On Wednesday, the Czech Republic handed over the presidency of the European Union to Sweden. Swedish Prime Minister Fredrik Reinfeldt has called for a more aggressive approach to the problems currently facing the E.U. as it tries to settle on a new charter and gain influence on the global stage.
The recent Czech presidency has been deeply criticized for a lack of leadership on key issues like the world financial crisis. An art exhibition commemorating the Czech presidency stirred anger across the region for its depiction of Bulgaria as a toilet, among other caricatures. Many see the Swedish presidency as a departure from the Czech style of leadership, though the last Swedish presidency was markedly quiet.
Bloggers had their say about the future and past of the European Union — including Swedish Minister for European Affairs Cecilia Malmström, who will chronicle Sweden’s presidency in her blog. She writes of her ambitions:
I’m looking forward to some challenging and exciting six months, that will require a lot of hard work and creative leadership.
It’s no secret that Sweden will be leading Europe in a difficult time. The European Union is facing a number of challenges, and the presidency will work under very specific conditions. But we are not afraid of taking up the challenge. The presidency’s ambition is to achieve results on a range of issues where citizens expect the Union to deliver. While working to create better conditions for growth and jobs, we will also need to unite the world in the struggle against climate change.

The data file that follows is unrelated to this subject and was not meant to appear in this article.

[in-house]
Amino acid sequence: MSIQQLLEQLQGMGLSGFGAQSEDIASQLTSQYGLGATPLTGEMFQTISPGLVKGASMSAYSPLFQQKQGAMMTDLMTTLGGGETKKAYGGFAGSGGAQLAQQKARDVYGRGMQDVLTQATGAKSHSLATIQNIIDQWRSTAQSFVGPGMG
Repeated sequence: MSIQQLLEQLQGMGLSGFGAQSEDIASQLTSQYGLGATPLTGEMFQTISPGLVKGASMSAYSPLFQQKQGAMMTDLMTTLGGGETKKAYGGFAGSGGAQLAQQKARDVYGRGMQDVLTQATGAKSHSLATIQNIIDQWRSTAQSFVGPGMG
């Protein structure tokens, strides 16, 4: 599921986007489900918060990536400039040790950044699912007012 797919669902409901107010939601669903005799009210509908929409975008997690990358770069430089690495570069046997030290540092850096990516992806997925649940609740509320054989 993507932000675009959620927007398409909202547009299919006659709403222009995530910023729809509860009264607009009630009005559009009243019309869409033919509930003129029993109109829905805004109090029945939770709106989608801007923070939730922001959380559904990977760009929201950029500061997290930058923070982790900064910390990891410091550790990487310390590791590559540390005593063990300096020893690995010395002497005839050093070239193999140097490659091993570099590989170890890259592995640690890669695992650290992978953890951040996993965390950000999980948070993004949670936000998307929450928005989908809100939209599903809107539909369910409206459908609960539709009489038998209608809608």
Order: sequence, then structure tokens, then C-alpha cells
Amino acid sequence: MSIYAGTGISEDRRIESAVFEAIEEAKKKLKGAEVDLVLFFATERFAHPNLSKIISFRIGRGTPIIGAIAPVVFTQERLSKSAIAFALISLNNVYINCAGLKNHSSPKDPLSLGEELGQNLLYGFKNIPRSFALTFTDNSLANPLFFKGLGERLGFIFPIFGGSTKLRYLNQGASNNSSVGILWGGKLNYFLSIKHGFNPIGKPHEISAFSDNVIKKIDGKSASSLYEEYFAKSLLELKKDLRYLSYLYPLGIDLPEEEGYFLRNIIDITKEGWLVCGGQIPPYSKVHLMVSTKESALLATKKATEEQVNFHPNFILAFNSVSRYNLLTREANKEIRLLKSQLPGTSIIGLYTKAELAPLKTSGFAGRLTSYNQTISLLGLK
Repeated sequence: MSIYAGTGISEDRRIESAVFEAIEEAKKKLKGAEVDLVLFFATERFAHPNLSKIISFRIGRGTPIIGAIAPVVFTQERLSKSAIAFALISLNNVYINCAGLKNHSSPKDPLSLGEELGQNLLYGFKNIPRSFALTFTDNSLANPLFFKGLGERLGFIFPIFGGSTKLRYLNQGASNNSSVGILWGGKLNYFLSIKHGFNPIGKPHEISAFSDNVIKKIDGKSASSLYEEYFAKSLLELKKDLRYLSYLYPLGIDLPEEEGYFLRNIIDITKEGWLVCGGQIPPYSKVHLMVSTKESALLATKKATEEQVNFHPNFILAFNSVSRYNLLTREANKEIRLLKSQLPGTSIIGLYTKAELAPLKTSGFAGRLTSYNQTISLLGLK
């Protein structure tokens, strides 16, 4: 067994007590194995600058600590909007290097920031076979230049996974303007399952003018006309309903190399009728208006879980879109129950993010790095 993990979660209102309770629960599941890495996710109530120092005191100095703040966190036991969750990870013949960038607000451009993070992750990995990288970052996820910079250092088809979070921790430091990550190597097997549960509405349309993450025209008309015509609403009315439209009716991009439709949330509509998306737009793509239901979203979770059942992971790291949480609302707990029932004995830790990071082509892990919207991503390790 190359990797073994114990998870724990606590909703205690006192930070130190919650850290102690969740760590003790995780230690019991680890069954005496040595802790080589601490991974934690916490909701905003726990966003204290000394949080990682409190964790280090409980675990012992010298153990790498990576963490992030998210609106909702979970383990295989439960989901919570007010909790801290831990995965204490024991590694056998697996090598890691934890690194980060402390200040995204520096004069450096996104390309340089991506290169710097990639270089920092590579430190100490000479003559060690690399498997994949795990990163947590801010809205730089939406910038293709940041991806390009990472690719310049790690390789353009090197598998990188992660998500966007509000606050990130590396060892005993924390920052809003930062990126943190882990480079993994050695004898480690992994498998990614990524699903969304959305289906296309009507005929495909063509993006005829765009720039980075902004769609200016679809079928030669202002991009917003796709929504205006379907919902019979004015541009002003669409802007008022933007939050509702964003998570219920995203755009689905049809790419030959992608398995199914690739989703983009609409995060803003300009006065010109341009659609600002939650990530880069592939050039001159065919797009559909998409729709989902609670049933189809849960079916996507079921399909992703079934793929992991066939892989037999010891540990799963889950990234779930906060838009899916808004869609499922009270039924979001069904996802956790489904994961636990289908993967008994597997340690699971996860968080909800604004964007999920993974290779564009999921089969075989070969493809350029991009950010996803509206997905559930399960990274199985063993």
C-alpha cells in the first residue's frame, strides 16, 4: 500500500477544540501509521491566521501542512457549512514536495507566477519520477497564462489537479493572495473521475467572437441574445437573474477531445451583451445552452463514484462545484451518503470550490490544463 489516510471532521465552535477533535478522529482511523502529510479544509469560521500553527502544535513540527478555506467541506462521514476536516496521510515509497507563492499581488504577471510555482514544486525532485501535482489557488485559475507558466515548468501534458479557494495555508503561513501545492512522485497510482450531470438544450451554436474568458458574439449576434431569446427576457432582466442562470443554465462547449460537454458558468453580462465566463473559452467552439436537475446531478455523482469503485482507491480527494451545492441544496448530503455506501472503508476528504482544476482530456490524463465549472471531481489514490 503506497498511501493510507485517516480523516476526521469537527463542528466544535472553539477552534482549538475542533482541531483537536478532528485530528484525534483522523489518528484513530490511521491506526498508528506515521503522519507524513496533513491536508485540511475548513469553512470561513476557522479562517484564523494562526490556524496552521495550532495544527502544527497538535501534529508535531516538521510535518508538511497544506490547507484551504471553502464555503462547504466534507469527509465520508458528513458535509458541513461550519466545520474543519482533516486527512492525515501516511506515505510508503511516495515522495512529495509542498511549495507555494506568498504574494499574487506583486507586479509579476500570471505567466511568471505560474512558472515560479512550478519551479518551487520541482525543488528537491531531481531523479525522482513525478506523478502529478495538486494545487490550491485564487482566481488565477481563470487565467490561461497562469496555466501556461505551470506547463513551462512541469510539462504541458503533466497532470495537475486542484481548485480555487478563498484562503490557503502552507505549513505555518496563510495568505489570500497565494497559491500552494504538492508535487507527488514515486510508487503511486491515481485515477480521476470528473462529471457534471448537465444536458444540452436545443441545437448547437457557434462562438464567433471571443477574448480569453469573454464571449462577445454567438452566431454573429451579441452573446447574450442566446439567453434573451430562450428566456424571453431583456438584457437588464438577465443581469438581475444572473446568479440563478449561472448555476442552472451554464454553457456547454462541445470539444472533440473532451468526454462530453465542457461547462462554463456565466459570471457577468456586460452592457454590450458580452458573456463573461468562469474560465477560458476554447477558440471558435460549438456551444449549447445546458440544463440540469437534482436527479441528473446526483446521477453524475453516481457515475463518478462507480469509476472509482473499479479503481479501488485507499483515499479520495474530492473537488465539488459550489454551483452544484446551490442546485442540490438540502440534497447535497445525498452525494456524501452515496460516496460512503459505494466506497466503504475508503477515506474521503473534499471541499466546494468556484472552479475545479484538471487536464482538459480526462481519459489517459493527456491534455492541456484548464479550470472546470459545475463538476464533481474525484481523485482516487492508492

Blogger Julien Frisch shares his cautious enthusiasm:
As a realist, I know that the change [Sweden] can bring in practice is limited. But knowing that the spirit behind their actions is different to the previous presidencies, I have the hope that they will make a positive difference.
“Philippe,” a Swedish blogger, feels particularly dismayed over the failures of the previous leadership:
The past months have been marked by a rudderless feeling as the domestically strife-ridden Czechs failed to stamp their authority on the bloc, and member states freely bickered over how to tackle the devastating economic crisis.
Honor Mahony of euobserver.com writes that the Swedes are in for a difficult time:
Now prime minister Fredrik Reinfeldt is in the hot seat. Every word he utters will be treated as the EU’s approach to that issue. His predictions on the economic crisis and a climate change deal will be headlines in themselves. […] Each presidency brings with it its own particular traditions – the Swedes are pushy on transparency and have relatively good green credentials.